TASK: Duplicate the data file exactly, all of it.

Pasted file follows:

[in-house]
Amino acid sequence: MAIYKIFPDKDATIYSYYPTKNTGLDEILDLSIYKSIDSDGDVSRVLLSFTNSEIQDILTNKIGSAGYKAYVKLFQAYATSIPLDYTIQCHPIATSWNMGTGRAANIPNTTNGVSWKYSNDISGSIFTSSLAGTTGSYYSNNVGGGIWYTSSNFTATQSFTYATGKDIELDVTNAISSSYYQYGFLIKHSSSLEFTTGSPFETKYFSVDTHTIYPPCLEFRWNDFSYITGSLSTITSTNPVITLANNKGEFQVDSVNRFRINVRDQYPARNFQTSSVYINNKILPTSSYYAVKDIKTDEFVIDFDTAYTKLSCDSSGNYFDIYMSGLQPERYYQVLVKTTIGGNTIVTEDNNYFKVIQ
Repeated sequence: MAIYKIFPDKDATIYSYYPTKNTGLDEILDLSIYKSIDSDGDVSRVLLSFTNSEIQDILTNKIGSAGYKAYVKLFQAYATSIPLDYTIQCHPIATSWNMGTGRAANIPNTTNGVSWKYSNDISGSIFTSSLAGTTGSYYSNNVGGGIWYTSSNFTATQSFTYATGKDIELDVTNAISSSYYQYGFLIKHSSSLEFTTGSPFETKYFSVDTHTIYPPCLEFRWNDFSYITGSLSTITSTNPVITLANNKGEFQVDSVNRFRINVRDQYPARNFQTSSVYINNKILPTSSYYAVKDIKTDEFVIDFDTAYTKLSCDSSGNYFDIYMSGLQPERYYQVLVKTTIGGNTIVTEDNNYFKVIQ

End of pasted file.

[in-house]
Amino acid sequence: MAIYKIFPDKDATIYSYYPTKNTGLDEILDLSIYKSIDSDGDVSRVLLSFTNSEIQDILTNKIGSAGYKAYVKLFQAYATSIPLDYTIQCHPIATSWNMGTGRAANIPNTTNGVSWKYSNDISGSIFTSSLAGTTGSYYSNNVGGGIWYTSSNFTATQSFTYATGKDIELDVTNAISSSYYQYGFLIKHSSSLEFTTGSPFETKYFSVDTHTIYPPCLEFRWNDFSYITGSLSTITSTNPVITLANNKGEFQVDSVNRFRINVRDQYPARNFQTSSVYINNKILPTSSYYAVKDIKTDEFVIDFDTAYTKLSCDSSGNYFDIYMSGLQPERYYQVLVKTTIGGNTIVTEDNNYFKVIQ
Repeated sequence: MAIYKIFPDKDATIYSYYPTKNTGLDEILDLSIYKSIDSDGDVSRVLLSFTNSEIQDILTNKIGSAGYKAYVKLFQAYATSIPLDYTIQCHPIATSWNMGTGRAANIPNTTNGVSWKYSNDISGSIFTSSLAGTTGSYYSNNVGGGIWYTSSNFTATQSFTYATGKDIELDVTNAISSSYYQYGFLIKHSSSLEFTTGSPFETKYFSVDTHTIYPPCLEFRWNDFSYITGSLSTITSTNPVITLANNKGEFQVDSVNRFRINVRDQYPARNFQTSSVYINNKILPTSSYYAVKDIKTDEFVIDFDTAYTKLSCDSSGNYFDIYMSGLQPERYYQVLVKTTIGGNTIVTEDNNYFKVIQ